Health Care Collaboration Could Slash Patient Mortality

Formal training may help health care teams work together more efficiently to improve outcomes.

Due to the current trend towards value-based care, pharmacists have been increasingly incorporated into care teams that treat patients with various conditions. Experts suggest that increased collaboration between multi-disciplinary providers could save lives.

A recent review published by Group and Organization Management found that health care team training may reduce patient mortality by 13%.

The paper examines data and theories about how developing and training health care teams can improve patient outcomes. The authors also discussed why the training is crucial.

"When training is implemented correctly, the result is improved outcomes across the board, both for patients and employees," said author Eduardo Salas, PhD. "The most significant outcome is the reduction of patient mortality by 13%."

Included in the new analysis were 129 previous studies conducted between 2013 and 2017. In total, 23,018 participants from health care teams were recruited.

The authors said that effective team training should focus on skill building, shared leadership across the team, creating an environment that protects the psychological safety of the team, debriefing on situations, and outcomes measurement.

These activities can not only improve patient outcomes, but was also found to improve reaction to patient needs by 18%, according to the study.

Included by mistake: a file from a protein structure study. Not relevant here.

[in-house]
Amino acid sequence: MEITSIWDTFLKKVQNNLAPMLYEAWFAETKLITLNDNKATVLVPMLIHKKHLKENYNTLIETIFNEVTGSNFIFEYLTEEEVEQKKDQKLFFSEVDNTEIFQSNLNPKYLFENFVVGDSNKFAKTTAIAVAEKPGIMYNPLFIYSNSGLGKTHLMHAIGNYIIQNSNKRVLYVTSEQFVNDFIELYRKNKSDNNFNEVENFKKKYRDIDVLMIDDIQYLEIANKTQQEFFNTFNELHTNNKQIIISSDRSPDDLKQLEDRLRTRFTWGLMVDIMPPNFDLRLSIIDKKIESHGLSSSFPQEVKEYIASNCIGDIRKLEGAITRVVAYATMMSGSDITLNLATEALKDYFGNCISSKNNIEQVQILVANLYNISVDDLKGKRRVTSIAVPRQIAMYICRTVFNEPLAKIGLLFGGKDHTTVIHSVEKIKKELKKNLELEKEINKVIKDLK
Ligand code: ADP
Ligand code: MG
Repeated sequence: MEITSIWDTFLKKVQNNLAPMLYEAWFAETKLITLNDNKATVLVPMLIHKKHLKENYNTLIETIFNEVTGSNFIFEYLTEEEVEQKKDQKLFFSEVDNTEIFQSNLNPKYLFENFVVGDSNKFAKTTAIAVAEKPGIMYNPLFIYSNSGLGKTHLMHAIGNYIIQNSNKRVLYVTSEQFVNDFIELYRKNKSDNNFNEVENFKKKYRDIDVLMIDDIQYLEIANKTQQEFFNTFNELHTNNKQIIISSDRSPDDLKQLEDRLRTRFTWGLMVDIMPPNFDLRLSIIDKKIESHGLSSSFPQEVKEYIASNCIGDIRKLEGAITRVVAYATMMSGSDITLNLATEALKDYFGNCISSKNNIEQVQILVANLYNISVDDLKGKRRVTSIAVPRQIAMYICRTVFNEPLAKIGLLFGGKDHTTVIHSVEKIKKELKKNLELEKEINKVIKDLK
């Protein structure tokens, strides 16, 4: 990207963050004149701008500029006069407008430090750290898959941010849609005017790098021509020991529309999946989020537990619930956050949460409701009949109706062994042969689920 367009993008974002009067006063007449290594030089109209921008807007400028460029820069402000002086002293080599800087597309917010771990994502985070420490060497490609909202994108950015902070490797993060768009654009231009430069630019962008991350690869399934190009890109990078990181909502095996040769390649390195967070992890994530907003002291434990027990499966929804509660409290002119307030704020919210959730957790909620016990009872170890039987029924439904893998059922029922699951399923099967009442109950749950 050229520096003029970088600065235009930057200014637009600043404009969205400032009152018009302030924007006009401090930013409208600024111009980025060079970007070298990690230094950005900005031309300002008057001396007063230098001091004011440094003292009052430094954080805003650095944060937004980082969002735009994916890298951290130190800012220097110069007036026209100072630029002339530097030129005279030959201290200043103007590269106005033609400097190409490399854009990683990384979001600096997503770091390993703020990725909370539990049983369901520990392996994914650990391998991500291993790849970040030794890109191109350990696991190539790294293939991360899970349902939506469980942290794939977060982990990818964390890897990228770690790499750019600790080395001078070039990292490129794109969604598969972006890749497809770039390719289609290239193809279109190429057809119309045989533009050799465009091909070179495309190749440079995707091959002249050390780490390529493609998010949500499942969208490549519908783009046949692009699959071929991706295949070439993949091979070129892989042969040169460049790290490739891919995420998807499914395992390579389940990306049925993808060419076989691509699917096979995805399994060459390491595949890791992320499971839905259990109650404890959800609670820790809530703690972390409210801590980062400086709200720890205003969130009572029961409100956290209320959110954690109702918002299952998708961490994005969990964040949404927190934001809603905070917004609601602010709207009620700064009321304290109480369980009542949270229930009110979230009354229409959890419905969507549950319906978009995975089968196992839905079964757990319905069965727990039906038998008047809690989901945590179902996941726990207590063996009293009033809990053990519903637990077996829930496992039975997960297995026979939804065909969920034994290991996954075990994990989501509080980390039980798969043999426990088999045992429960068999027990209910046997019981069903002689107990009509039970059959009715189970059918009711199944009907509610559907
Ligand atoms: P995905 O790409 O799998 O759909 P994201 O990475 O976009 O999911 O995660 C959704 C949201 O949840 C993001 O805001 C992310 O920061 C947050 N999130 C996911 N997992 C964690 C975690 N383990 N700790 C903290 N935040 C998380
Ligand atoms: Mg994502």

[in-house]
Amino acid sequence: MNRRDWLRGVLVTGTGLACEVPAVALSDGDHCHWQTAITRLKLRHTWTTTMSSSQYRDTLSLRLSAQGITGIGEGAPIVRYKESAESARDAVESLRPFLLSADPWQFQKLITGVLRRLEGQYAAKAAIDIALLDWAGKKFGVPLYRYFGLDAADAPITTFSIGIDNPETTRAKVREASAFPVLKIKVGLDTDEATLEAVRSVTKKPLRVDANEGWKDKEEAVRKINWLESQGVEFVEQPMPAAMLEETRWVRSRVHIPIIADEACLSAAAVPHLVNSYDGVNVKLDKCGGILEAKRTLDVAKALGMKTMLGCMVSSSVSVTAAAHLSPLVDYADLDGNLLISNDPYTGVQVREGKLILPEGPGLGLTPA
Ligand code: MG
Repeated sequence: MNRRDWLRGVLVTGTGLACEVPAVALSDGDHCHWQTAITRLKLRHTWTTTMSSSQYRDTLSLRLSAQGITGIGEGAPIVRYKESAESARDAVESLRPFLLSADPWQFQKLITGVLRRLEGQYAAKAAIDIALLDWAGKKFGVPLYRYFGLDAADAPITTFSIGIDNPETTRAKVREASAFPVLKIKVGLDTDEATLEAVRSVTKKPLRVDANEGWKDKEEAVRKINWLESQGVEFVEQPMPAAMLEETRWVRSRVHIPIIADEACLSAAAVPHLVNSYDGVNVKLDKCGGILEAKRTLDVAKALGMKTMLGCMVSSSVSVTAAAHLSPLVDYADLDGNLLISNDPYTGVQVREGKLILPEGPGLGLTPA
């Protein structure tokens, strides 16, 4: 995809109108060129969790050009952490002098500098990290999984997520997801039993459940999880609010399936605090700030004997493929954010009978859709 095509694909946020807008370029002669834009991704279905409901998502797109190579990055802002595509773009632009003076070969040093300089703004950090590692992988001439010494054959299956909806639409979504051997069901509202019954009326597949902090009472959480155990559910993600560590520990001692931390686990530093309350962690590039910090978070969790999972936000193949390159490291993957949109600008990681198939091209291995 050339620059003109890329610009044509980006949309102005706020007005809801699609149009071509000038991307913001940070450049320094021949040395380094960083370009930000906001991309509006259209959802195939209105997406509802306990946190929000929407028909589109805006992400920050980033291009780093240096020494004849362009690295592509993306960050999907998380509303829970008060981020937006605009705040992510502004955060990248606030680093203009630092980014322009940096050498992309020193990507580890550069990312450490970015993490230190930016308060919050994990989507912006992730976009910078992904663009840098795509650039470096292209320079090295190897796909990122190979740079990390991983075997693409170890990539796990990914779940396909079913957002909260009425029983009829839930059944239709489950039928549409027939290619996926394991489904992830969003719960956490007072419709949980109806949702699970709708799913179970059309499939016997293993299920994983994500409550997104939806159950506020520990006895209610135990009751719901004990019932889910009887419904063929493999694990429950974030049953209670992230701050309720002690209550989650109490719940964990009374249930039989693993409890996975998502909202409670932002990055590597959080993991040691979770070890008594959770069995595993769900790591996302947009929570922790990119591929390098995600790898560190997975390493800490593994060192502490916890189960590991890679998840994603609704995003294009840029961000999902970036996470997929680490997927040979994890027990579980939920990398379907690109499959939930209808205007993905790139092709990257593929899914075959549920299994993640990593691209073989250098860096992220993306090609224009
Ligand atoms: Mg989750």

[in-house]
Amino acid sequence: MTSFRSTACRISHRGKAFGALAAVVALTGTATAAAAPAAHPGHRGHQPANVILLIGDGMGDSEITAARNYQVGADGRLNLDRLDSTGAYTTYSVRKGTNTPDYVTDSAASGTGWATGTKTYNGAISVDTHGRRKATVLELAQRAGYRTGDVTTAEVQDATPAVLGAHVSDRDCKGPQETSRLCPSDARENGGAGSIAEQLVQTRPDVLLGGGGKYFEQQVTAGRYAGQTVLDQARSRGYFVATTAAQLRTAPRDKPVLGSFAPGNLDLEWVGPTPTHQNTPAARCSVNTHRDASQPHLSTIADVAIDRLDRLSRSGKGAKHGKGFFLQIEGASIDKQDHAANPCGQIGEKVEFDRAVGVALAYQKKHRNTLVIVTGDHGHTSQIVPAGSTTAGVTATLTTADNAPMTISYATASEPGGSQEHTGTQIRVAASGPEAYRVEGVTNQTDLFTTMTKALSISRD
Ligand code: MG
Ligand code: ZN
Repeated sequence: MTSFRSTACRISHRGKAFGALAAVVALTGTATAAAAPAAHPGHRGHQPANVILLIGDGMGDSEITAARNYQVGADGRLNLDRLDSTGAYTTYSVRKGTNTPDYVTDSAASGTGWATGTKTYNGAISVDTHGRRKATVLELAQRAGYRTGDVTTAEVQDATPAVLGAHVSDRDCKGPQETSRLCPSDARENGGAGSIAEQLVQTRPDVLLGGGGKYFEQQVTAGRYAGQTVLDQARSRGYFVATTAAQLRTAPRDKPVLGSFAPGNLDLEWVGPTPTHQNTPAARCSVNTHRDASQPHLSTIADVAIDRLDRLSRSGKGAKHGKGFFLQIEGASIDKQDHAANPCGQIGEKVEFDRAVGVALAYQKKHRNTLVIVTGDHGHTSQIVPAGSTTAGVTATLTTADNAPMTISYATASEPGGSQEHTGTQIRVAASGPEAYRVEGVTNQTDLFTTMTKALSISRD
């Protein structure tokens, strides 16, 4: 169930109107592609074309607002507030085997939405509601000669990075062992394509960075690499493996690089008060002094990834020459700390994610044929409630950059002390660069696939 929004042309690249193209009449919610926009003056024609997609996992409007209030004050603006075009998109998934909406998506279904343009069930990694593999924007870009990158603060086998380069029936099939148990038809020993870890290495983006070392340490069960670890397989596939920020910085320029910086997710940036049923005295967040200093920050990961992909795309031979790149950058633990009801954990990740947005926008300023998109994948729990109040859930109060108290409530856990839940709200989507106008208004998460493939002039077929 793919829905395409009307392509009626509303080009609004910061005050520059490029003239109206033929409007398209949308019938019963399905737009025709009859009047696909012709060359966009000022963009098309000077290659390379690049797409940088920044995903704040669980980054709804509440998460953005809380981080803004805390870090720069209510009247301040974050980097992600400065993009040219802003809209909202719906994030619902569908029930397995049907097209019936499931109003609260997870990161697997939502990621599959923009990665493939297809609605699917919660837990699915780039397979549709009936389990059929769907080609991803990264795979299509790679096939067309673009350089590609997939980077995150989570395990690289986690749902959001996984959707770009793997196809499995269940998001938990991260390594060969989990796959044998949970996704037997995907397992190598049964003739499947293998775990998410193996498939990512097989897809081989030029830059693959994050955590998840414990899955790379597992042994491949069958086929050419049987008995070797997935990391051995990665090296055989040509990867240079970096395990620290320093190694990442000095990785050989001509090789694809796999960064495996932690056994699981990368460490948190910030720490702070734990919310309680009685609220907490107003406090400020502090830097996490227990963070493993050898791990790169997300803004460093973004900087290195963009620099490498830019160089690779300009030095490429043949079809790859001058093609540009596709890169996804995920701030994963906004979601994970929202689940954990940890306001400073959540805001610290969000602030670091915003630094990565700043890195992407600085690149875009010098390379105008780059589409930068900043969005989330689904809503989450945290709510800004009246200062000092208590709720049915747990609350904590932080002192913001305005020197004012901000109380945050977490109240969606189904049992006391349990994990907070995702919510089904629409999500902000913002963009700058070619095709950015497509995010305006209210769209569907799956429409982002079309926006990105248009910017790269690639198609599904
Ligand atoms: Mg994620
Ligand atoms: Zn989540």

The authors found that learning among employees also increased by nearly 30% and clinical task performance improved by 32%.

Both teamwork and clinical task performance improved by 17% and 32%, respectively, according to the study.

Notably, medical errors dropped by 18%, which was likely a contributor to patient outcomes. Additionally, the authors found that training improved the safety climate for patients and the health care team by 11%.

However, the authors said that gaps in understanding and difficulties applying science to practice may present a hurdle to health care teams.

According to the study, to ensure that health care organizations benefit from the collaborative training, they should:

  • Understand situations that may impact training.
  • Understand multi-team systems.
  • Look for alternative ways to implement training, incorporate performance measures, and support multi-disciplinary collaboration to improve outcomes.